The Return of the Tax Exiles: The UK’s Biggest Export Has Been its Wealthy Citizens by Gregory Hilton

PHOTO: The Right Honorable Lady Victoria Hervey, 33, is the elder daughter of the 6th Marquess of Bristol. Her social life is a staple of the British photo-tabloids. To avoid UK taxes, she was brought up in Monaco and has no intention of ever being a full time UK resident.

The most popular activity of the British photo tabloids is making fun of the aristocracy, and Lady Victoria Hervey is an easy target. Last winter the socialite told the Daily Telegraph she had been contemplating the homeless problem.
Lady Victoria’s recommendation was for poor people to follow her example, “It’s so bad being homeless in the cold weather. They should go somewhere warm like the Caribbean where they can eat fresh fish all day.”
The bad news for the tabloids is that the aristocracy has been declining for decades. It is far more than the weather that has sent Lady Hervey and her family to Monaco and Los Angeles. Her story is an excellent example of the decline of the British empire, as well as the fiscal danger now impacting U.S. states such as California, New York, New Jersey and Illinois.
Wealthy Residents Have Fled New Jersey and Other High Tax States
Similar to the UK, these states thought taxing wealthy residents was the answer to their fiscal woes. They have since learned the wealthy have other options. Gov. Chris Christie (R-NJ) has repeatedly emphasized that as taxes have gone up in his state, the wealthy have relocated. The state had a $98 billion surplus from 1999 to 2003.
Then New Jersey significantly raised taxes on the wealthy, and between 2004 and 2008 they ended up losing $70 billion. The Garden State has America’s heaviest tax burden. Now Gov. Christie is trying to make massive cuts in the state budget because all the revenue projections were wrong.
The UK’s Upper Class Exodus
The New Jersey lawmakers should not have been surprised because taxing the wealthy an inordinate amount has rarely worked. Denis Healey, who was the UK’s Chancellor of the Exchequer from 1974 to 1979, was correct when he predicted “howls of anguish” from the rich. He was referring to the tax increases made by the Labour governments in the 1960s and ’70s.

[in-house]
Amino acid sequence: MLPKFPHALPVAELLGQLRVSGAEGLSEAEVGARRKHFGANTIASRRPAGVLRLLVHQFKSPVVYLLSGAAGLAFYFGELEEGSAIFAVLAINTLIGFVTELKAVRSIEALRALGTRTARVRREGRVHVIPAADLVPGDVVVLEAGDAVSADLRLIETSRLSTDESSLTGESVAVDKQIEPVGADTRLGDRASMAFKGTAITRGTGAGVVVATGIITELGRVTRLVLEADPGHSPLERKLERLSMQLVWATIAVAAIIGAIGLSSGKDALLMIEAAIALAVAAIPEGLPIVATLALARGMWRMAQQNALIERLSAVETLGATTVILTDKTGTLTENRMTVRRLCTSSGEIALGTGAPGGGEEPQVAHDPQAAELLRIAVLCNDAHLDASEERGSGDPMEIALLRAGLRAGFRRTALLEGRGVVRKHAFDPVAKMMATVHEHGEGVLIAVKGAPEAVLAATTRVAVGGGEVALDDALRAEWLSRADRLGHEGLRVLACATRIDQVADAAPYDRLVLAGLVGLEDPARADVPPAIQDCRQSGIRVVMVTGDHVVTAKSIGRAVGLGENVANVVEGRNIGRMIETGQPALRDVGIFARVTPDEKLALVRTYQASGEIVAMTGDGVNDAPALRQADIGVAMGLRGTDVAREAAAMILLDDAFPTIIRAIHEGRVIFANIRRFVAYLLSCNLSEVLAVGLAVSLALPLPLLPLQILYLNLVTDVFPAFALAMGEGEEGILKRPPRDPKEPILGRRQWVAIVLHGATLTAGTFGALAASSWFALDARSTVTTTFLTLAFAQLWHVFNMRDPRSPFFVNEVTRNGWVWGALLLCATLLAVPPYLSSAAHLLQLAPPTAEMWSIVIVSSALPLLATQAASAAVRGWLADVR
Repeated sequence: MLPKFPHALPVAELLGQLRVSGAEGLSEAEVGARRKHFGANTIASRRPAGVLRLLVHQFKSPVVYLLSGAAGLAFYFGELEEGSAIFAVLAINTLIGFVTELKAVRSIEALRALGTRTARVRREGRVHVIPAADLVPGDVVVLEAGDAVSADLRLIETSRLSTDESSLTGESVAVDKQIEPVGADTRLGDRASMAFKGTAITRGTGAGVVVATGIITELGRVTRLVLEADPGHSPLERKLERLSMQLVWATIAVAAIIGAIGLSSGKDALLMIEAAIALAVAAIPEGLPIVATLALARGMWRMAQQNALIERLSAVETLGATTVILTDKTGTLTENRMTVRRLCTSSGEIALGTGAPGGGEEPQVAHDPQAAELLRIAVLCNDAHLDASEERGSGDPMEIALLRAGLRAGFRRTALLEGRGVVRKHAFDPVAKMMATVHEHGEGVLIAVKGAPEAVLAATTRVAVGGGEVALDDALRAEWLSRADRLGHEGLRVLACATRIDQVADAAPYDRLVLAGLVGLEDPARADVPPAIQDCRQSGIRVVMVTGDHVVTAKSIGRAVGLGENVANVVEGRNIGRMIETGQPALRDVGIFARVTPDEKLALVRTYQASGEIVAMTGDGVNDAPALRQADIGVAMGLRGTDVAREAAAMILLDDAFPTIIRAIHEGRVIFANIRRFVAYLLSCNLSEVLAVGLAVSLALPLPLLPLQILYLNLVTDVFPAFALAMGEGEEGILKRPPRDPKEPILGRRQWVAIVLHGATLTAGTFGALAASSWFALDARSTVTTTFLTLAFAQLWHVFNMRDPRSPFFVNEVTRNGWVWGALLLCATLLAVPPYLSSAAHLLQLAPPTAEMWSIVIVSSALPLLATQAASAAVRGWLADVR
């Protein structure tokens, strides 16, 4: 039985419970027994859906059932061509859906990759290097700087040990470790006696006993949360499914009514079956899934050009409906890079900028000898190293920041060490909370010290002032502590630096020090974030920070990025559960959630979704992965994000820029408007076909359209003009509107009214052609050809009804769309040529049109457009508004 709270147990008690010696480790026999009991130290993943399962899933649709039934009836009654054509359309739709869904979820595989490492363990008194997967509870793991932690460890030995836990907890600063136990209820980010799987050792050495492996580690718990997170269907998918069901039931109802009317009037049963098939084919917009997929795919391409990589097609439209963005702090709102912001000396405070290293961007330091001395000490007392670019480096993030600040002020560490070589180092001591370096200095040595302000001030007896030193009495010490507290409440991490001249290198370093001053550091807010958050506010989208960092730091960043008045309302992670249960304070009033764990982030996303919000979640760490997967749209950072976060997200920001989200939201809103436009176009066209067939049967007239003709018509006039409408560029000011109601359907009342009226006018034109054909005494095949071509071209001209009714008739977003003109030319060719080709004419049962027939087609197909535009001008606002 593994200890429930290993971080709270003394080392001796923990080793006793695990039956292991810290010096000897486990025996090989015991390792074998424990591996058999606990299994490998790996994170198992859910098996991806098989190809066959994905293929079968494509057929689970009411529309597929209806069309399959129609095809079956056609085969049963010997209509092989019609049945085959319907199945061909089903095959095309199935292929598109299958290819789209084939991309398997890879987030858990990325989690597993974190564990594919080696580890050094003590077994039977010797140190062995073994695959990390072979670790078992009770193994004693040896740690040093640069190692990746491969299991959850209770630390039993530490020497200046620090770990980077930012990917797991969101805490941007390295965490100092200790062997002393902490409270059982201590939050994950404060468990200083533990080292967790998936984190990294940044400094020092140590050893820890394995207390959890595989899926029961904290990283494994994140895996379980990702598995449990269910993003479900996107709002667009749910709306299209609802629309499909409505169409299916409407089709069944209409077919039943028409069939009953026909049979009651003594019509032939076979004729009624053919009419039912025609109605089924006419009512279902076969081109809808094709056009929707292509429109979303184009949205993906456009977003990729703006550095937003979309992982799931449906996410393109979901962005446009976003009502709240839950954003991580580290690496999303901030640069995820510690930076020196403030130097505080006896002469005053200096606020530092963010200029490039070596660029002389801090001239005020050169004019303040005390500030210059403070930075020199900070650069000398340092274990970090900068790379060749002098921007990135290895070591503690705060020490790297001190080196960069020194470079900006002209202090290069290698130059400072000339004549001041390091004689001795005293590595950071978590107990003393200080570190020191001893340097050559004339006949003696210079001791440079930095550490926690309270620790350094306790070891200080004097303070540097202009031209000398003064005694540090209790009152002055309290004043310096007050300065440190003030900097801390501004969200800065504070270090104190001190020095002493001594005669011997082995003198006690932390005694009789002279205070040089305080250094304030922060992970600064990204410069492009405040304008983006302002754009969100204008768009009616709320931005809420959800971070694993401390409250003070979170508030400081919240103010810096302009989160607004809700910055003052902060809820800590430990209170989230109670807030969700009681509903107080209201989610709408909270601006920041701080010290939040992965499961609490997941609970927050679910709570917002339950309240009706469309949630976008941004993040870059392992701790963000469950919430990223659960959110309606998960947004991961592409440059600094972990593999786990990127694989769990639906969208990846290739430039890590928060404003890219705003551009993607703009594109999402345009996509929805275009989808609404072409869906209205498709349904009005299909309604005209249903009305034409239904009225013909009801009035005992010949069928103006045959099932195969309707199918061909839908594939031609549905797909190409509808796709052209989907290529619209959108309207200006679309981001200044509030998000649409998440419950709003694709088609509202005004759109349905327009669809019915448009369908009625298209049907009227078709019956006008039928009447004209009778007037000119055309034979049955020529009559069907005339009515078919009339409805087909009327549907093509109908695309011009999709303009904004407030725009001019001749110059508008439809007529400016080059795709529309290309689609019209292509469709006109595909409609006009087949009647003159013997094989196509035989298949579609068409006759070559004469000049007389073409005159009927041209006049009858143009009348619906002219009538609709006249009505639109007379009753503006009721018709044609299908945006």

The result was a huge decline in Britain’s income when the upper class fled. The UK’s biggest export turned out to be its wealthy residents. The first to leave were the rock musicians, and Dave Clark immediately followed through on his promise to abandon the UK.
The Rolling Stones had no desire to leave but they could not cope with the tax bill and were forced to relocate to France. George Harrison of The Beatles wrote the song Taxman when he learned his rate would be 98%.
Michael Caine, Tom Jones and Rod Stewart moved to Los Angeles, while Roger Moore and Ringo Starr went to Monaco. Phil Collins and David Bowie escaped to Switzerland. John Lennon and Freddy Mercury wound up in NYC. Sting went to Ireland and Sean Connery to Spain.
Other popular destinations were Hong Kong, Dubai and Singapore. About six million UK citizens now live abroad. They all have to prove they spend less than 91 days a year in Britain. Mick Jagger has been doing that for 25 years. The threshold in the U.S. is four months and it is six months in other European nations.
Margaret Thatcher Stopped The Brain Drain
Many members of the upper class including Lady Hervey’s family returned in the 1980’s. The so-called brain drain of the late seventies was reversed by the 1979 election of Prime Minister Margaret Thatcher. The 80% and 90% tax rates were abandoned, and the tax paid on income and investment earnings was capped at 40 per cent.
However, they also have to cope with a 20% VAT (Value Added Tax) and gas costs $6.50/gallon. After eight years in exile, Michael Caine returned and blasted the Labour Party for ruining the UK’s movie industry.
The UK was not alone. Belgium has long been a haven for rich of France. President Nicolas Sarkozy is now trying to cut taxes to get them back. Berlin is pursuing wealthy Germans who hold Swiss bank accounts that shield hundreds of billions of euros.
Lady Hervey and the Tax Exiles
It is easy to make fun of Lady Hervey and her frequent appearances in the London social scene. The tabloids call her Lady V, and she has been romantically linked to Prince Andrew and Lord Frederick Windsor of Kent. Her modeling photos for Dior and Elite are always displayed prominently, and she received no sympathy when her trust fund was cut off.
Lady V is a celebrity in London, but is ignored in Los Angeles. Nevertheless, LA will remain her home and she has no intention of ever being a full time UK resident. She believes National Health Insurance ruined the country, and the UK’s fiscal outlook remains dismal.
The UK has a new government, but it inherited one of the largest budget deficits in the world and they are coping with a larger structural deficit than they thought. Similar to the 1970s, a popular solution could be tax exiles.
In April of this year the tax rate went back up to 50% for individuals earning more than $235,740 annually. Now even members of the House of Lords are once again about to abandon Britain. Many of them also want to avoid inheritance taxes.
The new tax hike will not impact Lady Hervey’s family, but similar to the past, the UK’s standard of living will continue to decline.

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2 responses to “The Return of the Tax Exiles: The UK’s Biggest Export Has Been its Wealthy Citizens by Gregory Hilton

  1. Pingback: I Me Mine: My Ten Favorite George Harrison Songs « News « @griffinrc

  2. Pingback: The American Spectator : I Me Mine: My Ten Favorite George Harrison Songs

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